In 2019, the New York City Council enacted Local Law 97 (LL97) in an effort to reduce greenhouse gas (GHG) emissions to net zero by 2050 from the sector of the New York City economy that emits the most GHGs: buildings.


LL97 establishes increasingly stringent emissions caps during five-year compliance intervals that will affect approximately 40,000 buildings located across New York City beginning on January 1, 2024. The first reporting requirement is set for May 1, 2025, when affected building owners must submit an annual emissions estimate and compliance report to the New York City Department of Buildings (DOB) for the year 2024 or face civil penalties.

It had been estimated that approximately 75% – 80% of buildings would be in compliance with emissions reduction requirements by 2024. More recently, that estimate rose to 90%.


On September 12, 2023, as part of its “Getting 97 Done” plan to implement LL97, DOB released proposed rules to further clarify ambiguities in LL97. Building on the rules issued in December 2022, the proposed rules recognize the challenges LL97 will present for many building owners and reinforce New York City's clear commitment to reducing GHG emissions from buildings.

Emission reporting deadlines remain the same for most buildings, but the reporting deadline for owners of multifamily buildings with affordable housing is extended from May 1, 2025, to May 1, 2027. The proposed rules, however, recognize that emission reduction requirements may present a challenge for some building owners and establish mitigating factors for penalty assessments against those buildings that fail to achieve required emissions reductions in the 2024 - 2026 compliance period. In order to mitigate a penalty, a building owner must provide evidence of the mitigating factors under DOB's criteria in the filed building emissions report. Mitigating factors include an “unexpected or unforeseeable event” such as a natural disaster or casualty or showing “good faith efforts” to comply.

Good faith efforts require building owners to make some progress toward retrofitting their buildings to comply with LL97. Good faith efforts also include submitting the annual building emissions report and maintaining compliance with any DOB-approved adjustment, providing benchmarking information pursuant to Local Law 84 for the prior calendar year, and complying with the lighting upgrades and sub-meter installation requirements of Local Law 88.

In addition, a building owner must demonstrate one of the following for a given building

  1. The work necessary to achieve compliance is currently underway (via proof of a fully approved application and a permit issued for such work);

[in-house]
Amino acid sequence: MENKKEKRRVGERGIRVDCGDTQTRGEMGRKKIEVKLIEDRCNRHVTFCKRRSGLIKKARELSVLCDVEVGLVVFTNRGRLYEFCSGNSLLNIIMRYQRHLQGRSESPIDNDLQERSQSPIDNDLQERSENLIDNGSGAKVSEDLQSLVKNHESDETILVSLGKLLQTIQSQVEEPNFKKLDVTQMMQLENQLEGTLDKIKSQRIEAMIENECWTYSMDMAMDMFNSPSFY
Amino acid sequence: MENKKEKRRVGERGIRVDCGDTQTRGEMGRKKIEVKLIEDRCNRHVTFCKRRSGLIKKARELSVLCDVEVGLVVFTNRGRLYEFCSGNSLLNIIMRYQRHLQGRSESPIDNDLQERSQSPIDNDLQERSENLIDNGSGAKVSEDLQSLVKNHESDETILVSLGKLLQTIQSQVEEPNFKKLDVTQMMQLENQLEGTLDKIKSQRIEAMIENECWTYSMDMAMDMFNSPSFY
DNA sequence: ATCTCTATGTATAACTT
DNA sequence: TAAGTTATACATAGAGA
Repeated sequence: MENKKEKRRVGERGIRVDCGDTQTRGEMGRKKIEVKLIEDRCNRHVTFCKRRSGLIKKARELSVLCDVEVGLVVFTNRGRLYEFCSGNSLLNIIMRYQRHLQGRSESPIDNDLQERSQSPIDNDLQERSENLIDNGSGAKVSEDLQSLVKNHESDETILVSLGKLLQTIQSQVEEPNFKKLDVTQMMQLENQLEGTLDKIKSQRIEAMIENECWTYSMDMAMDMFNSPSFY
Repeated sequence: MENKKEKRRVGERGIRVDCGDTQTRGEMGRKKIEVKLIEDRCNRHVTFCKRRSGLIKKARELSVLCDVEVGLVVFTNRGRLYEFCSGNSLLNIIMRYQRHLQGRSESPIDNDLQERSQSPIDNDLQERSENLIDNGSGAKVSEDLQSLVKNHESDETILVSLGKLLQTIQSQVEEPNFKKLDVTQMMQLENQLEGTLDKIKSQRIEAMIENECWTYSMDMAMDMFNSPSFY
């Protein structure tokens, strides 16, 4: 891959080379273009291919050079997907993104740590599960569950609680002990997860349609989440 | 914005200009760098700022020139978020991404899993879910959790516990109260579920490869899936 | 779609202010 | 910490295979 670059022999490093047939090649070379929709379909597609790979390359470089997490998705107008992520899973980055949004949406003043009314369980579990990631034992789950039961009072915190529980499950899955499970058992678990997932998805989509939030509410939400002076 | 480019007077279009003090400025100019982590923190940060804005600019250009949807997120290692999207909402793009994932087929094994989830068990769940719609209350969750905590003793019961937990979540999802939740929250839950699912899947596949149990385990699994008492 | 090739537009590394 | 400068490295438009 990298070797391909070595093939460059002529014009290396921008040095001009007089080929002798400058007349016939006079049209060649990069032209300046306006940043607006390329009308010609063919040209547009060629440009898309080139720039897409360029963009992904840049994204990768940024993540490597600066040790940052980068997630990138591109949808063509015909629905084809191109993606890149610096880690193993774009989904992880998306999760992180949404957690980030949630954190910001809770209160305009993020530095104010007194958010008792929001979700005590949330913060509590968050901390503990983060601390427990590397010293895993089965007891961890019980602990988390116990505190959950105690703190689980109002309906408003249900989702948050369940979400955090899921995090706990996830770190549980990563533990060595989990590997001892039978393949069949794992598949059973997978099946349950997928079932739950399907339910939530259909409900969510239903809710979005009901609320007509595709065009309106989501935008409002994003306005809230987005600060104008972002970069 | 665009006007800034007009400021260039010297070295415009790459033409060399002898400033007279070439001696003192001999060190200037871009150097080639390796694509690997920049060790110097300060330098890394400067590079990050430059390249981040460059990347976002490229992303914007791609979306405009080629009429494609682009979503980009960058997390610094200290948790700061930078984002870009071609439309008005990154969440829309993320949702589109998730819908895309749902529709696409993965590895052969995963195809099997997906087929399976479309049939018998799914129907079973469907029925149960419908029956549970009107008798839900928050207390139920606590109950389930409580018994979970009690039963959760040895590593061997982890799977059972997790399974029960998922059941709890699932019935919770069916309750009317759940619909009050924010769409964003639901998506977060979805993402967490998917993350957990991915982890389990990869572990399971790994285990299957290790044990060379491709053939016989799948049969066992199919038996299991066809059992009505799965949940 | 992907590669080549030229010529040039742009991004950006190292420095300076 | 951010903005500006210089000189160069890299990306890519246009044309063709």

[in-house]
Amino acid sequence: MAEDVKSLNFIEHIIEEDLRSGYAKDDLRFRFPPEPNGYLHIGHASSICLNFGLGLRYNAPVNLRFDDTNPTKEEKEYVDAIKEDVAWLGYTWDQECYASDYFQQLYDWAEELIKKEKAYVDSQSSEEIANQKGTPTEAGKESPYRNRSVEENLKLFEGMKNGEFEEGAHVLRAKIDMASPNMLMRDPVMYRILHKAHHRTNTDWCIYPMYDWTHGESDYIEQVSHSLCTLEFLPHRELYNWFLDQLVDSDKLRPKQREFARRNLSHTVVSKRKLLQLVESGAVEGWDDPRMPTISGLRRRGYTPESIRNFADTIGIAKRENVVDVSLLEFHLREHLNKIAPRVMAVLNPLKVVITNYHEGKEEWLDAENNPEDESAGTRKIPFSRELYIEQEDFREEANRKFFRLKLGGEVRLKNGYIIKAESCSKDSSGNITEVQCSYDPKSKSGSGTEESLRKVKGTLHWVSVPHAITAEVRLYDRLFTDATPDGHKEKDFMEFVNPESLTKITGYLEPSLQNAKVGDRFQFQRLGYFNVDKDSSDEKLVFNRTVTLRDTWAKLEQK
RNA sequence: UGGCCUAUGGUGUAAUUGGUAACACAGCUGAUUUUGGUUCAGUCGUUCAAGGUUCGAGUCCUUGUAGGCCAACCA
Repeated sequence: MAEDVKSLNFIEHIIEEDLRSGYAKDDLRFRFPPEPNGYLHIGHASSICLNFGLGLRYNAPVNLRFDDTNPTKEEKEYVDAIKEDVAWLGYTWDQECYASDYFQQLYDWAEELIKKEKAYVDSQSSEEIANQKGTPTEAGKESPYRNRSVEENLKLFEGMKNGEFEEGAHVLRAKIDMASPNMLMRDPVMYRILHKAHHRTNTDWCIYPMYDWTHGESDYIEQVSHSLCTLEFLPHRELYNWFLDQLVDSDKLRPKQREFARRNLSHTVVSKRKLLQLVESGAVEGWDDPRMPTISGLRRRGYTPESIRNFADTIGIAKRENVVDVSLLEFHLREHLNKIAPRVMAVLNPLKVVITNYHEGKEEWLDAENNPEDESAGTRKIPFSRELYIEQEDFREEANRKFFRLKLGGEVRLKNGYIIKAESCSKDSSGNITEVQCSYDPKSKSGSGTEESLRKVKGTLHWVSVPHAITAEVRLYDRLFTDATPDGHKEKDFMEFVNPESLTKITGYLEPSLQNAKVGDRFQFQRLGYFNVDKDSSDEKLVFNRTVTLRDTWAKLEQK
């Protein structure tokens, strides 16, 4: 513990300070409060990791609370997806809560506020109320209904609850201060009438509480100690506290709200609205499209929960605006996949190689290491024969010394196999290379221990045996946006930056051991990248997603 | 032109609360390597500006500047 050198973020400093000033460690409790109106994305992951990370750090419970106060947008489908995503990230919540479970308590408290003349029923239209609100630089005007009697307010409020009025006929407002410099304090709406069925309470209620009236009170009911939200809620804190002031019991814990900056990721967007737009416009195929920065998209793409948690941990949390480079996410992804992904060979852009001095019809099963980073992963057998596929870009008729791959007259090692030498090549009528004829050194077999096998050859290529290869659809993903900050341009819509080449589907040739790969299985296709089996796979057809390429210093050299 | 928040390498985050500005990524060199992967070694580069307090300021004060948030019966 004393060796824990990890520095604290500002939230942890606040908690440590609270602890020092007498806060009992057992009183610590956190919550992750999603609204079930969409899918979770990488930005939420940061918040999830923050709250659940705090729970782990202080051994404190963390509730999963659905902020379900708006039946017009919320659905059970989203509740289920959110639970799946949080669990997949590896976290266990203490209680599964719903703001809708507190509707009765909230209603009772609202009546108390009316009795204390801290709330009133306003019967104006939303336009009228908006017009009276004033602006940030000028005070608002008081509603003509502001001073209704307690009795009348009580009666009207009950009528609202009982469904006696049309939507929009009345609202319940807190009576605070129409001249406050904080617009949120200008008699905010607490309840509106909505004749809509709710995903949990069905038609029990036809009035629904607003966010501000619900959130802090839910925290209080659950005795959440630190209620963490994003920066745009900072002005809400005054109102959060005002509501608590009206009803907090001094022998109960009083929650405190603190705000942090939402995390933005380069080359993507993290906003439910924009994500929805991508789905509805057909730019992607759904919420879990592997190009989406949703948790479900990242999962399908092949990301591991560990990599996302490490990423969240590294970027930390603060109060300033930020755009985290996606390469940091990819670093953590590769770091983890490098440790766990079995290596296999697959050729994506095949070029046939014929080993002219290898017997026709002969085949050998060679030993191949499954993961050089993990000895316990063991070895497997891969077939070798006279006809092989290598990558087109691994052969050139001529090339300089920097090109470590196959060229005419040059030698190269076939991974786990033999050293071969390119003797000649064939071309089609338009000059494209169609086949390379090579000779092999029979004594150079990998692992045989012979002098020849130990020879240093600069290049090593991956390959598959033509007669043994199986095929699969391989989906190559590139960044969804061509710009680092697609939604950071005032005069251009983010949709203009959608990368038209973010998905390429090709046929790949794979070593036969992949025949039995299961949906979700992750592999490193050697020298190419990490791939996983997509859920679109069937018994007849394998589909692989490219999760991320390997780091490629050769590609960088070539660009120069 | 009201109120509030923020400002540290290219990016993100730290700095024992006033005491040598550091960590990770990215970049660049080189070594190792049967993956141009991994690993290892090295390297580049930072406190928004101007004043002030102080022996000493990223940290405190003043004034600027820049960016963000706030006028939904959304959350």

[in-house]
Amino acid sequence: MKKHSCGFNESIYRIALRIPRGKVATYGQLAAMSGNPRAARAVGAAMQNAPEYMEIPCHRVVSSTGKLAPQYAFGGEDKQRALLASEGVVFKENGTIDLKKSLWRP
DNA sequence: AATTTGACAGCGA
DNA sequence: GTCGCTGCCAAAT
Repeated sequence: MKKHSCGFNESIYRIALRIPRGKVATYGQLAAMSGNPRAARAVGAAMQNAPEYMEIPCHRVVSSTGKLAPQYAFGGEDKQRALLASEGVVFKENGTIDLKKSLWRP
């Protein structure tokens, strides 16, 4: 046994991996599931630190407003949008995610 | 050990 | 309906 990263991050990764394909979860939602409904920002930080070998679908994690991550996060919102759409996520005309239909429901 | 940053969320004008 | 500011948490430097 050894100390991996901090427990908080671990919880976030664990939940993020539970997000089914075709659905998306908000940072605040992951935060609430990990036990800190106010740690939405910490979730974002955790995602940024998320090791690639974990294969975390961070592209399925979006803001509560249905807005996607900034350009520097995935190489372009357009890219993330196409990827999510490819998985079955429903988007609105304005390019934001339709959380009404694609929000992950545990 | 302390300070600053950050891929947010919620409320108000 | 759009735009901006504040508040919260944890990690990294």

2. Electrification readiness work is underway (by securing an approved alteration application and a letter from a utility company attesting to the work)
  3. The building was previously under the emissions limit in a previous reporting year;
  4. The building is a critical facility, such as a hospital, whose services would be significantly impacted by a full penalty;
  5. The building has applied for or has been granted an adjustment pursuant to Section 28-320.7 of the New York City Administrative Code; or
  6. The building owner has provided a “decarbonization plan” by May 1, 2025, that will bring the building into compliance with its 2024 limits no later than 2026 and with its 2030 limits no later than 2030 (via annual evidence through 2030 that the work pursuant to the decarbonization plan is proceeding on schedule).

The December 2022 rules do allow building owners to deduct Renewable Energy Credits (RECs) against emissions attributed to consumption of utility-supplied electricity but not against emissions from heat generated by an on-site boiler. However, a building owner that has filed a decarbonization plan cannot purchase any RECs to offset emissions in excess of standards in the first reporting cycle (2024 – 2029).

While the proposed rules establish mitigating factors to lessen the brunt of the first cycle limits, the New York City Council has made it clear that the much more stringent 2030 limits will not be negotiated or delayed. The proposed rule also includes other key provisions, such as the definition of an “energy audit” under LL97, qualifications for energy auditors, a definition of “beneficial electrification,” the need to file additional reports regarding energy conservation and the qualifications for a “retrocommissioning (RCx) Agent.”


The public comment period on the proposed rules expired on October 24, and the proposed rules became law. Although the vast majority of building owners meet the 2024 emissions standards, it is imperative that building owners begin retrofitting New York City real estate to meet the looming 2030 standards. To meet the stringent 2030 limits, New York City officials have projected that between $12 billion and $15 billion will be expended on compliance efforts with only $6 billion recouped from “going green” savings.

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